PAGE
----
Principal Axis TheoremDate: 12/10/97 at 04:56:03 From: Goga Subject: Principal axis theorem (lin.alg) Hi, Could you give me three application examples of the principal axis theorem? This way I hope to better understand this concept. Thanks greatly for your help. Date: 12/10/97 at 16:43:28 From: Doctor Tom Subject: Re: Principal axis theorem (lin.alg) Well, here's one; perhaps other math doctors can supply others. Suppose you've got a population of animals that you divide into four age categories: 0-1, 1-2, 2-3, over 3 years old. We can write down the structure of the population by giving the proportion of animals in each age category, say p0, p1, p2, and p3 represent the number in each of the age classes above. Further, suppose that every year, none of the 0-1 individuals reproduce, 40 percent of those in the 1-2 category reproduce, 50 percent of those in the 2-3 reproduce, and 10 percent of those over 3 reproduce. Also assume that 30 percent of the 0-1 die in that year, 10 percent of the next two categories die, and 50 percent of the over 3 individuals die. You can write a matrix that you multiply (p0 p1 p2 p3) by to indicate the population structure after one year: | 0 1-.3 0 0 | | 0.0 0.7 0.0 0.0 | | .4 0 1-.1 0 | = | 0.4 0.0 0.9 0.0 | | .5 0 0 1-.1 | | 0.5 0.0 0.0 0.9 | | .1 0 0 1-.5 | | 0.1 0.0 0.0 0.5 | (To see what's happening, individuals either make some babies, which will generate stuff in the first column, and if they survive, they advance to the next group, unless they were already in the oldest group.) To figure out the population structure over many generations, simply multiply the initial vector repeatedly by the matrix. (You will have to re-normalize to get the proportions to add to 1 if you want them to be true probabilities, but if you simply think of them as ratios of numbers of individuals in the categories, you don't need to do that.) If this matrix has a unique largest eigenvalue (and thus a corresponding unique principal axis), then the axis represents the limiting population ratios to which any initial population distribution will tend. If the initial population already has this exact distribution, it will be unchanged in every generation. (All of this, of course, assumes infinite (or very large) populations, and in reality things will wiggle a bit, but in a theoretically infinite population, this is exactly what would happen.) -Doctor Tom, The Math Forum Check out our web site! http://mathforum.org/dr.math/ |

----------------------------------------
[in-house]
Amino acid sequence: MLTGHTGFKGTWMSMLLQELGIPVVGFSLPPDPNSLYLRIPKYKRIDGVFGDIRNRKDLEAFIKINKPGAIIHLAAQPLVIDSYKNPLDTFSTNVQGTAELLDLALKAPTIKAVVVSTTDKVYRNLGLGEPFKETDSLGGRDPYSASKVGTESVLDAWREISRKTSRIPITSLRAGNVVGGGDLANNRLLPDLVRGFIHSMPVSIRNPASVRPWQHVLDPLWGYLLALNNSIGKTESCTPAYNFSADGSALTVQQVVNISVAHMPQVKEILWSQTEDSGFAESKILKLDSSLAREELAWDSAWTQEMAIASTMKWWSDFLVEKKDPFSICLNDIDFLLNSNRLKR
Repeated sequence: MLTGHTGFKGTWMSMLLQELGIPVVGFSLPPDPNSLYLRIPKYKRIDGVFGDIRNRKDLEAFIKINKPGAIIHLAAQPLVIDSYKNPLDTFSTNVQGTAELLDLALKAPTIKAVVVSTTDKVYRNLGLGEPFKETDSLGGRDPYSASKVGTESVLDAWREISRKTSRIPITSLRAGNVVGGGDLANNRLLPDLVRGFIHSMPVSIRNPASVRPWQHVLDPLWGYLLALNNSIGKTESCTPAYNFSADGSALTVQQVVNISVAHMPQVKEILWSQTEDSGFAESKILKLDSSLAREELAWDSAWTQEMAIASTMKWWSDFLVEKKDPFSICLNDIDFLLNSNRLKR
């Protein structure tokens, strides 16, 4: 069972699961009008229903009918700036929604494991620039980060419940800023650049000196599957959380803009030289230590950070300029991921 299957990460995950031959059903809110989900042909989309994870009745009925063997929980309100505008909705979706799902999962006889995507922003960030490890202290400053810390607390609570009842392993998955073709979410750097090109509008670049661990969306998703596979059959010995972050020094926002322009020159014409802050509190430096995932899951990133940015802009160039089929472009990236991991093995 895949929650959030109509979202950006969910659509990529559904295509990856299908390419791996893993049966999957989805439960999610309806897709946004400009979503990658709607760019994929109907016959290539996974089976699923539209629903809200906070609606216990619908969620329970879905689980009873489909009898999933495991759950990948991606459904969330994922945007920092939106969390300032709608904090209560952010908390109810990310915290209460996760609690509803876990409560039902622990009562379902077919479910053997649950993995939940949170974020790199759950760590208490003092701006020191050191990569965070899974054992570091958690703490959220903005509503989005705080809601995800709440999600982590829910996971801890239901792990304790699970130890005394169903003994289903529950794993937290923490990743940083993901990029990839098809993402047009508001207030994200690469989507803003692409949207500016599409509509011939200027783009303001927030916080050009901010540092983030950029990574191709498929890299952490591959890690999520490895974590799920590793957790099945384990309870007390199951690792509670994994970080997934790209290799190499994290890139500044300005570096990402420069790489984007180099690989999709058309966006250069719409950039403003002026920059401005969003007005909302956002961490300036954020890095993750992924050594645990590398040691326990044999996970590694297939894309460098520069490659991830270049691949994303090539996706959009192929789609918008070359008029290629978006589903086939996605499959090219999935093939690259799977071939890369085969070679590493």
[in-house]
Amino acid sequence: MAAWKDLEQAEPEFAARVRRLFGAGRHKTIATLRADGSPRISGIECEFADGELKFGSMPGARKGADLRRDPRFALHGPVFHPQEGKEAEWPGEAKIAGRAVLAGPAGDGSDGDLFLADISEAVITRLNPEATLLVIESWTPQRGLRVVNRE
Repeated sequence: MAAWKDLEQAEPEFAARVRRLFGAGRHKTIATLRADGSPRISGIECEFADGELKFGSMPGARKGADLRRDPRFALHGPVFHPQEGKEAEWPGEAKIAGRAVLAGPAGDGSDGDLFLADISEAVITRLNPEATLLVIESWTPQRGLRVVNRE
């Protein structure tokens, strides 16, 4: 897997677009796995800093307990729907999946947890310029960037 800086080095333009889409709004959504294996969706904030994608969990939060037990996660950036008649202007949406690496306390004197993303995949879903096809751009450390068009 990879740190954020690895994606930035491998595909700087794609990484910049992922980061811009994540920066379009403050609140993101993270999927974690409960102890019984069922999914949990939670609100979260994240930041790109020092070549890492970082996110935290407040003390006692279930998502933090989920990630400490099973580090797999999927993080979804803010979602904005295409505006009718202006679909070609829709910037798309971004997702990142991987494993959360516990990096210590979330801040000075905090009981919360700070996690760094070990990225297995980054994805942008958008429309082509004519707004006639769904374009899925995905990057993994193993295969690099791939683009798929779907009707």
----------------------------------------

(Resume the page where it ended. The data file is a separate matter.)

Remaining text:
Search the Dr. Math Library: |
[Privacy Policy] [Terms of Use]
Ask Dr. Math^{TM}
© 1994-2015 The Math Forum
http://mathforum.org/dr.math/